It is a vexed question – how long should you expect a digital church organ to last and how do costs compare with repairing your pipe organ?
On a great many occasions on social media I see comments that digital organs will last at best 15 years while a pipe organ lasts a life time. These comments are usually made in the context of trying to persuade a church to retain its pipe organ when considering a digital alternative.
Analysing the purchasing decision of a new Organ
Many of you will know that I am a chartered accountant with a degree in engineering. So I am no stranger to setting out analysis of purchasing decisions in what hopefully is a legitimate and honest presentation of the best available information.
The case of comparing the ‘financial merits’ of pipes versus speakers deserves far better research than at present exists as I am increasingly convinced that both sides of the camp all too often ‘spin’ the facts to suit the circumstances.
So if you have the time to read what follows I will try to set out some ‘facts’ of our recent experiences to help you make your own mind up.
Replacing Pipe Organs and older Digital Organs
Our new church work consists of a mix between replacing pipe organs deemed too expensive to repair and replacing older digital organs. We also have a rapidly growing activity hiring organs to churches that have decided to proceed with pipe organ repairs. As a consequence, we are gathering reasonable information on the various issues that churches grapple with when deciding upon repairing or replacing an instrument.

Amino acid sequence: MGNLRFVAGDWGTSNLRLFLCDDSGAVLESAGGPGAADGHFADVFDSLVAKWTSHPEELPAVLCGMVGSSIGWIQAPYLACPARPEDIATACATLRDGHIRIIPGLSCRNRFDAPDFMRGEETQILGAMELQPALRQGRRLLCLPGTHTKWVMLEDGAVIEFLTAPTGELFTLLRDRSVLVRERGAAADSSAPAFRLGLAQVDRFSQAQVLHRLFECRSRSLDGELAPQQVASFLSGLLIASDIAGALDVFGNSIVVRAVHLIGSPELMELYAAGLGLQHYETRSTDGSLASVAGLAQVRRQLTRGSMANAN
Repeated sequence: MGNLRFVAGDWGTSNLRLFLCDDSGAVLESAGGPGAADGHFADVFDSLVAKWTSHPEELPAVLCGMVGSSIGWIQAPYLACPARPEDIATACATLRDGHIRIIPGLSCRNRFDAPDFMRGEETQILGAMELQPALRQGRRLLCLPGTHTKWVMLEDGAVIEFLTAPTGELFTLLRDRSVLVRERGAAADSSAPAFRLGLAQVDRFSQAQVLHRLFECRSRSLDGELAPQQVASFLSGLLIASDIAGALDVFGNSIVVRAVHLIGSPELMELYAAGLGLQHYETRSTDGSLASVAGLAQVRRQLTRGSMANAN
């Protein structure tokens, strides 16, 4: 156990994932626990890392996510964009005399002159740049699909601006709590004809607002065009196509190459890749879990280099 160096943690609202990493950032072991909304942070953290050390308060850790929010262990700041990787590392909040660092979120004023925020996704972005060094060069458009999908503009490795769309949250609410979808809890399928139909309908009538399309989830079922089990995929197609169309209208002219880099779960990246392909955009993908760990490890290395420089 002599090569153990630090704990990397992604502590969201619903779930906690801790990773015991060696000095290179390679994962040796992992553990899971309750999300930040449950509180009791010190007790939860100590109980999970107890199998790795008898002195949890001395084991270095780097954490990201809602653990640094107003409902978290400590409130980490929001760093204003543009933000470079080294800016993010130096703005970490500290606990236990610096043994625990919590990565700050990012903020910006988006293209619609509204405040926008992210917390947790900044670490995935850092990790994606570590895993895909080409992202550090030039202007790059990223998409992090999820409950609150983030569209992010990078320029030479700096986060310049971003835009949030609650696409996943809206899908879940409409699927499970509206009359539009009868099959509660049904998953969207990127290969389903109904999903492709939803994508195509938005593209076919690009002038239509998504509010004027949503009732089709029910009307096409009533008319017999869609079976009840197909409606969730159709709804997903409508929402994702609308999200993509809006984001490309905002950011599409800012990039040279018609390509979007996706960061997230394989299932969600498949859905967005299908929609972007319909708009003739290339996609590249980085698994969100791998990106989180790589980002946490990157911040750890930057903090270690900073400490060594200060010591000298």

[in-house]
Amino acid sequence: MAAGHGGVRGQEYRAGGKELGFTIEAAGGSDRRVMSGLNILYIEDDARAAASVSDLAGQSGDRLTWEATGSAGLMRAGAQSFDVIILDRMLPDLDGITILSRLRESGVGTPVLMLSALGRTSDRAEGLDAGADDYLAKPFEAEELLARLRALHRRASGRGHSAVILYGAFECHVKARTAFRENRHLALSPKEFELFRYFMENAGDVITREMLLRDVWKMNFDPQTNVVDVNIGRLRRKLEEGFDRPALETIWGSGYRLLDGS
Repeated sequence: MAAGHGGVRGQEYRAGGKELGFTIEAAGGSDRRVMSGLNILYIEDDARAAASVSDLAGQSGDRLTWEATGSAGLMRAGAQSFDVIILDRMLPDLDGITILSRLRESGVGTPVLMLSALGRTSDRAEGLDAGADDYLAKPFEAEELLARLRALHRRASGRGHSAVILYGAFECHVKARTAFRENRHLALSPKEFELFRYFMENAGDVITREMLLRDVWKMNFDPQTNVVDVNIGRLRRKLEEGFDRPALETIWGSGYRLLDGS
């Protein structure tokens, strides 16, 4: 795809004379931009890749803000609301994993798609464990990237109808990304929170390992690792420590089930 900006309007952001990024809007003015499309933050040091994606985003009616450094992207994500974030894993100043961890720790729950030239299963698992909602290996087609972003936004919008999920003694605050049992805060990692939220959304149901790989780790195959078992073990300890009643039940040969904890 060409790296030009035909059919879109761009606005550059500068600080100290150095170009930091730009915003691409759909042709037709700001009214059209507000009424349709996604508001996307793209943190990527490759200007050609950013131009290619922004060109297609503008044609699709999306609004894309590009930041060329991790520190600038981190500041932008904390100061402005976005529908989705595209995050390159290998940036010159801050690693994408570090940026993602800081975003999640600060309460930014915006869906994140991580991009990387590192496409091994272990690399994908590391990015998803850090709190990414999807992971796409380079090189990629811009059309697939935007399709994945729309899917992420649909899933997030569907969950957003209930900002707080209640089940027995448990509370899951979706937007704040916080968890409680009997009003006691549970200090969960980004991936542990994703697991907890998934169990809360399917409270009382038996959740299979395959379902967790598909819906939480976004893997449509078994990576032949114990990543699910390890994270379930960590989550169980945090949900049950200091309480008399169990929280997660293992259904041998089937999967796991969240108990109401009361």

Most digital organs we replace date from the 1980’s and 1990’s so they are instruments between 18 and 38 years old. The reason to change is most usually down to reliability issues and availability of spare parts. In some cases, this is because the original manufacturer is no longer in business or the part, usually a generic micro chip processor is no longer made.
We now take care to harvest any useful components, especially processor boards, from the older scrapped instruments and pass those parts onto Ormatronix who have built a business out of servicing any make of digital instrument.
Only in less than a handful of circumstances has the digital organ failed completely so like the pipe organ they soldier on until the issues accumulate to a point when a change is more or less forced on the church. Indeed some of these instruments then find a new life as a home practice instrument where the reliability issue is less important, the customer of course being made aware of any such problem.